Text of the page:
Laptops In Schools Are Bad…

Well, maybe not, but that is the gist I get from reading the New York Times article Seeing No Progress, Some Schools Drop Laptops.  If I hadn’t taught in a school which embraces a 1:1 laptop program for the last six years, I might believe the article.  But I have, and I don’t.

I absolutely LOVE <love being used very sarcastically here> the opening paragraph of the article.

“The students at Liverpool High have used their school-issued laptops to exchange answers on tests, download pornography and hack into local businesses. When the school tightened its network security, a 10th grader not only found a way around it but also posted step-by-step instructions on the Web for others to follow (which they did).”

Am I to believe from this paragraph that none of these problems existed before the laptops came in to the picture? That the laptops were the cause of this behavior… I am sure that students did not cheat before the advent of technology, and that none of the students involved ever looked at pornographic material before they received their laptops… right?  I am by no means condoning their behavior, but lets not blame it on the laptops.  Instead, make the students responsible for their behavior and teach them to make better choices.  Also, it might be nice for the media (outside of the educational community) to focus on some of the things students are doing right with laptops for a change… because they are doing a lot of things right.

What irks me even more about the article (than the negativity of the opening paragraph) is the continual assertion that the implementation of laptops has not improved student achievement which is measured traditionally through standardized test scores… hmmm… okay.  I don’t even understand why this point is continually brought up.  It isn’t logical.  The purpose of implementing a 1:1 laptop program is to allow students to learn in different ways, to access information not available otherwise, to assist students in preparing for the world as a global society… so why are we assessing their growth with these machines in the same way we have for the last several decades?  I don’t get it.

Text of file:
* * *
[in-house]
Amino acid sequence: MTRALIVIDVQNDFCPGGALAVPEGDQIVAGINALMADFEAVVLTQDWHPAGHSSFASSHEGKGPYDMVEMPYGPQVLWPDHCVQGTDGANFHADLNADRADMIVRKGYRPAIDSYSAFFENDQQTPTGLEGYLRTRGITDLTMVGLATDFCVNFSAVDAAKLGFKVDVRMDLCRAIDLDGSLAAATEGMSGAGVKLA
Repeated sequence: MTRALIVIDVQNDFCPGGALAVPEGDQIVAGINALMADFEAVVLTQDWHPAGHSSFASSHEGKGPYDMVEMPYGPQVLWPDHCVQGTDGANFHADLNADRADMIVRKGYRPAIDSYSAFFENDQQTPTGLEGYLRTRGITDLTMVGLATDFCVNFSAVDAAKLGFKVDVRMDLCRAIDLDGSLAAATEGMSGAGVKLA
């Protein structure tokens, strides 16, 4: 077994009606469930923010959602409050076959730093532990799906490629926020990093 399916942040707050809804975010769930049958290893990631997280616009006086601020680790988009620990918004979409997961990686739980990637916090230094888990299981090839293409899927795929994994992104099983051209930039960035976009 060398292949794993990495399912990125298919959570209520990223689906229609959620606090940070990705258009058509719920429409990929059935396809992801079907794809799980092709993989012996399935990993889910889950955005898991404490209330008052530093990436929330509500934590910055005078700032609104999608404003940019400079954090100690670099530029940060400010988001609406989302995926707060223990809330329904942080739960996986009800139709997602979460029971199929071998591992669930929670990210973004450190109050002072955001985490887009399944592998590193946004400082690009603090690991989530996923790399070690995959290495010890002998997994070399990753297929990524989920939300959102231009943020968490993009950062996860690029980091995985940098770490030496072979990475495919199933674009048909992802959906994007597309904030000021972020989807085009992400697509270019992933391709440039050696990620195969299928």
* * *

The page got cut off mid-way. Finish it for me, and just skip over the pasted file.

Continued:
Although I don’t know anything about the laptop program in Liverpool, New York, except what is represented in this article, it seems like the heart of the problem is evident in the following statements…

“Such disappointments are the latest example of how technology is often embraced by philanthropists and political leaders as a quick fix, only to leave teachers flummoxed about how best to integrate the new gadgets into curriculums… But in many other classrooms, there was nary a laptop in sight as teachers read from textbooks and scribbled on chalkboards. Some teachers said they had felt compelled to teach with laptops in the beginning, but stopped because they found they were spending so much time coping with technical glitches that they were unable to finish their lessons.”

If your teachers don’t buy-in to the program and do not receive the proper training and support, then I don’t see how your laptop program can be anything but doomed.  If teachers do not want or are not willing to change the way they teach to better prepare students for their futures, then what is the point of giving the students laptops?  If students are simply using the laptops to do the same thing in the same way then they are not going to see the relevance of using a laptop versus paper and are more apt to use the laptop for off-task behavior like playing games and chatting. 

INTRODUCING LAPTOPS IN THE CLASSROOM IS NOT A MAGIC BUTTON.  They will not automatically increase test scores, make you a better teacher and make all your students behave.  You, as a teacher, have to change the way you present information and allow your students to learn.  You have to give up some control and let students teach themselves and each other. You have to allow communication with the outside world so students can see how school is connected to the “real world.” You have to teach students to monitor their time and to use the laptop appropriately.  No one said it would be easy, but if we are going to prepare students to be successful in today’s workplace, don’t they need to know how to use technology effectively?